Table 18 shows the rates of occurrence of physical and sexual violence against family members generally and violence against female partners and children by demographic factors. The most notable finding was that age was positively and significantly correlated with the perpetration of family violence.

Table 18 Demographic Correlates of Family Violence

Correlates Any Family
Violence %
(n=935)
Violence Against
a Female Partner %
(n=703)
Violence Against
Childern %
(n=553)
Age
Under 30 23.2*** 23.9 2.8
30 and Over 41.7 30.7* 18.9
High School Diplomas
Yes 26.6 20.7** 9.6
No 34.9 30.8 13.9
Employment Instability
Yes 30.4* 26.7 11.5
No 35.6 29.4 14.1
Number of Marriages
Under 3 29.3*** 25.8* 11.1*
3 and over 48.7 35.3 18.0

Older men (i.e., men 30 years and over) were more likely to have evidence of family violence on their files than younger men. This association held for both violence against female partners and children. The most likely explanation for this finding is that younger men have been at risk to offend for fewer years than older men in the sample. In addition, it is likely that many younger men who have been violent have not yet been detected. Another possibility is that the age effect may be a function of sentencing and admission patterns associated with older offenders who are currently being convicted of incest crimes committed when they were younger. It is likely that both time at risk and sentencing factors play a role in accounting for the higher rates of family violence among older men in the sample.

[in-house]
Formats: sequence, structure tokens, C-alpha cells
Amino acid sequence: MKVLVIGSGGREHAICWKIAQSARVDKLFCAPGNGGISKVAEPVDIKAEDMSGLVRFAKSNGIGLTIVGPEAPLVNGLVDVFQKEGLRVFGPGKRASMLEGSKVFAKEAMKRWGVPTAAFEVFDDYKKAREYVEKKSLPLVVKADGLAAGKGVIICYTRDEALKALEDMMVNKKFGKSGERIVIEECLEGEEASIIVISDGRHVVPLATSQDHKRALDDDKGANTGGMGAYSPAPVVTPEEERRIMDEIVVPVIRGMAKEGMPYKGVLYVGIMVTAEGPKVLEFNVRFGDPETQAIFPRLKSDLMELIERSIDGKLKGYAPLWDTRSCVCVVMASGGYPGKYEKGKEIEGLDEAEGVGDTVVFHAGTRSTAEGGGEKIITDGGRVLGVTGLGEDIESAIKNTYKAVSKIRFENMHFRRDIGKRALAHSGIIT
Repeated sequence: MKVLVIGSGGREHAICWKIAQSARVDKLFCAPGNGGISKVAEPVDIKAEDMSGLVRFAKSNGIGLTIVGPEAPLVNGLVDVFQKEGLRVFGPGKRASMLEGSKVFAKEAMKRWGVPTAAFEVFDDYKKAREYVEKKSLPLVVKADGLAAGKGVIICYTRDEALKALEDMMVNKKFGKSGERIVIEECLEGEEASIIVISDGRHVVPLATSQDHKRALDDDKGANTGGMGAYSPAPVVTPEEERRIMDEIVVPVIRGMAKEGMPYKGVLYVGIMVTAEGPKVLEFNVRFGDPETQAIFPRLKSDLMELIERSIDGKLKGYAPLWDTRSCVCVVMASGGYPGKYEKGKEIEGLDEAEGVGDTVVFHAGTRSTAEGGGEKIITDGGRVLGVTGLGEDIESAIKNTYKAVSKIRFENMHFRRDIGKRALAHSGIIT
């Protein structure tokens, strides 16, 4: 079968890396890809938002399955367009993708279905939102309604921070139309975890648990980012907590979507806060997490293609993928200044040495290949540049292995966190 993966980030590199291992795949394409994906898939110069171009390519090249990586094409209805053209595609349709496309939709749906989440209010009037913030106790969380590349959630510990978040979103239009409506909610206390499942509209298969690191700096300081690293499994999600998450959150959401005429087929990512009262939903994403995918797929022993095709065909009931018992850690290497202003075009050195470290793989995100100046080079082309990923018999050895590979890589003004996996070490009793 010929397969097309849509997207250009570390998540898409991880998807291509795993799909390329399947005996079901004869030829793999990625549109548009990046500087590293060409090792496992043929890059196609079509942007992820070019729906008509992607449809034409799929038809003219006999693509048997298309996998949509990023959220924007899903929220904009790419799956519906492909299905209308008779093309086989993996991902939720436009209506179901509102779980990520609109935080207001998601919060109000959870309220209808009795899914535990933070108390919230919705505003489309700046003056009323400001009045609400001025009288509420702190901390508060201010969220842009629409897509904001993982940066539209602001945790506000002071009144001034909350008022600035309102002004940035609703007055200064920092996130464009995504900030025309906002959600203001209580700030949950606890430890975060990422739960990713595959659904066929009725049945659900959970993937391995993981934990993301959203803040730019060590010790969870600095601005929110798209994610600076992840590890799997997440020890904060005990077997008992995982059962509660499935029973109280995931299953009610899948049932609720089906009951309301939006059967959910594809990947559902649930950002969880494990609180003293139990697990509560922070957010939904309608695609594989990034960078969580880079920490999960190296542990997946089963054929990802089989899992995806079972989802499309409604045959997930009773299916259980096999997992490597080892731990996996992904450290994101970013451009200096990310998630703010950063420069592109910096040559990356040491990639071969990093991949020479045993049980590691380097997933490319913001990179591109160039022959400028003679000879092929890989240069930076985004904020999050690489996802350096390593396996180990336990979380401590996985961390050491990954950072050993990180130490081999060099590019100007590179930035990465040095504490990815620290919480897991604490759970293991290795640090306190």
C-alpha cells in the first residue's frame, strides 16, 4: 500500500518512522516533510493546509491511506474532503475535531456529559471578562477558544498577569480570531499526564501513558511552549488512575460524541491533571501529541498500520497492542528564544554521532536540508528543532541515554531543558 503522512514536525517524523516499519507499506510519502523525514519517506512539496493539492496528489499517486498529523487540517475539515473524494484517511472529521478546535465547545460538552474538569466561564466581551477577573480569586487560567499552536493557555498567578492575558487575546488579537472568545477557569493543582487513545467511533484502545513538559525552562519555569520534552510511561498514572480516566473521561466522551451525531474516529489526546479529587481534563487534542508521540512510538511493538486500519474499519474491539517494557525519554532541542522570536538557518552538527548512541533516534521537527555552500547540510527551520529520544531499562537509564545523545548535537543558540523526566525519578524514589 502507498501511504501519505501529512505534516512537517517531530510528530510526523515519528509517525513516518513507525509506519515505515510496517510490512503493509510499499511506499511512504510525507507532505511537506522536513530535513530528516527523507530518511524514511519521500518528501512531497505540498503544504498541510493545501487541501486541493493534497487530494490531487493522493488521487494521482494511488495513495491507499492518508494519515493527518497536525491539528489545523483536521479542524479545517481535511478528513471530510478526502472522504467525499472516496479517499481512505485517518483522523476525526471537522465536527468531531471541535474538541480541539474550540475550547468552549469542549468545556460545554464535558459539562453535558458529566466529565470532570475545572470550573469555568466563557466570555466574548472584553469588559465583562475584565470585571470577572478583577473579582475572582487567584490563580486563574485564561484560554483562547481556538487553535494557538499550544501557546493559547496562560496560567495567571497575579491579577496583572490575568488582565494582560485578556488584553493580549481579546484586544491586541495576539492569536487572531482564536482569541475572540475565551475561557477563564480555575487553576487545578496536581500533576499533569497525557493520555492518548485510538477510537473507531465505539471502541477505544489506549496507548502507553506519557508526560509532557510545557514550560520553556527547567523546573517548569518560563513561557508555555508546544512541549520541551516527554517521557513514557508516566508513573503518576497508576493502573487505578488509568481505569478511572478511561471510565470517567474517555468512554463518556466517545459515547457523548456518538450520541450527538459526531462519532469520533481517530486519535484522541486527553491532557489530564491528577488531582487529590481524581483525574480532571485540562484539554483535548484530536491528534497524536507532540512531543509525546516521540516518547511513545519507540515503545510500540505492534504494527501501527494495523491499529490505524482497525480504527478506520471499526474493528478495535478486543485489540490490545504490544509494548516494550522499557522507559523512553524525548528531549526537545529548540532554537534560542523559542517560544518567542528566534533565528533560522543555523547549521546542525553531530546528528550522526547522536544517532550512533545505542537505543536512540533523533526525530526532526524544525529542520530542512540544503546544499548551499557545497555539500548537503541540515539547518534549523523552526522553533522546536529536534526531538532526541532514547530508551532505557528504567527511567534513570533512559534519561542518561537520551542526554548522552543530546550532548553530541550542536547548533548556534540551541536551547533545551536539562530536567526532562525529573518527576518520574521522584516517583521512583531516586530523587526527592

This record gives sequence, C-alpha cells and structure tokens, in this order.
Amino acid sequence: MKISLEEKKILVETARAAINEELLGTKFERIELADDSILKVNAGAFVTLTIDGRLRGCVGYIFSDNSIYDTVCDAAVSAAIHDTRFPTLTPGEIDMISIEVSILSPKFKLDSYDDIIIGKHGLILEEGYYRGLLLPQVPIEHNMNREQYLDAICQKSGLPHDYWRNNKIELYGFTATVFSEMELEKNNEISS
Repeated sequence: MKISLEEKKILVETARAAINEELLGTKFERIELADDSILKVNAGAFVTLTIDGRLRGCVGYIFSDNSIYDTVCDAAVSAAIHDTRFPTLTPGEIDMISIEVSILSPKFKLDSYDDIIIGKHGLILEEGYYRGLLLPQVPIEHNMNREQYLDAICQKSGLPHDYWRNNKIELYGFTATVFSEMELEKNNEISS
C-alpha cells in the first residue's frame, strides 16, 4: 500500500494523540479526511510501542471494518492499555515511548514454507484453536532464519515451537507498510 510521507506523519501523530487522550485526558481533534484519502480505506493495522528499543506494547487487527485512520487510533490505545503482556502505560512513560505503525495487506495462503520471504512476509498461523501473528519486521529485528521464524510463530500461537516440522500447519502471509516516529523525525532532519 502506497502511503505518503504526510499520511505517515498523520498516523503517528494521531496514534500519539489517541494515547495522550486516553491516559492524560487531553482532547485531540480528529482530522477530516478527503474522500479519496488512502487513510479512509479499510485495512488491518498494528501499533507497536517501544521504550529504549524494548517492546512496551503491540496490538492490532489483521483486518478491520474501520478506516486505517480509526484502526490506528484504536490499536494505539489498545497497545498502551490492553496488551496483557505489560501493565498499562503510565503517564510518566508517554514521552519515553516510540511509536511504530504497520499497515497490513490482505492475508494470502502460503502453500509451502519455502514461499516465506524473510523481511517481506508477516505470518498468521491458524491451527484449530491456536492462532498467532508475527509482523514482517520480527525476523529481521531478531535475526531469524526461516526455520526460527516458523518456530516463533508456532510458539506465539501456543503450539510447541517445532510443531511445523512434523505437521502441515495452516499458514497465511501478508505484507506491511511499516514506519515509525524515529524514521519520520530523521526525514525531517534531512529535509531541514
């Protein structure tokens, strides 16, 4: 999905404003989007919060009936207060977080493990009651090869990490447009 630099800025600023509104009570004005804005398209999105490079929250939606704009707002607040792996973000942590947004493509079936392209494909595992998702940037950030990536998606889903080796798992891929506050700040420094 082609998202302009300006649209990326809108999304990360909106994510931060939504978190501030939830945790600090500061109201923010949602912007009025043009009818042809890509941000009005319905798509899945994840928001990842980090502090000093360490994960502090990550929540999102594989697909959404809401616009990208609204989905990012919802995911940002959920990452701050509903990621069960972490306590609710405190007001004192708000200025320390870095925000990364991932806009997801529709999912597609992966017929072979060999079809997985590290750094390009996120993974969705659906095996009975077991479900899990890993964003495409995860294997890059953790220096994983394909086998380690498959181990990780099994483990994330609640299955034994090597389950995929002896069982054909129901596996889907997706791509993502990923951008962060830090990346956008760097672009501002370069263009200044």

Men under age 30 comprised approximately 50% of the current sample. Dutton (1988) estimated that 31 years is the age when men are most at risk for the commission of wife assault. This suggests that as the younger men in our admission sample age, they will show more evidence of engaging in family violence.

Other demographic factors related to family violence included a significantly higher rate of abuse against female partners among men who had not received high school diplomas. Men who had three or more marriages were also more likely to have assaulted their female partners and children then men who had fewer than three marriages.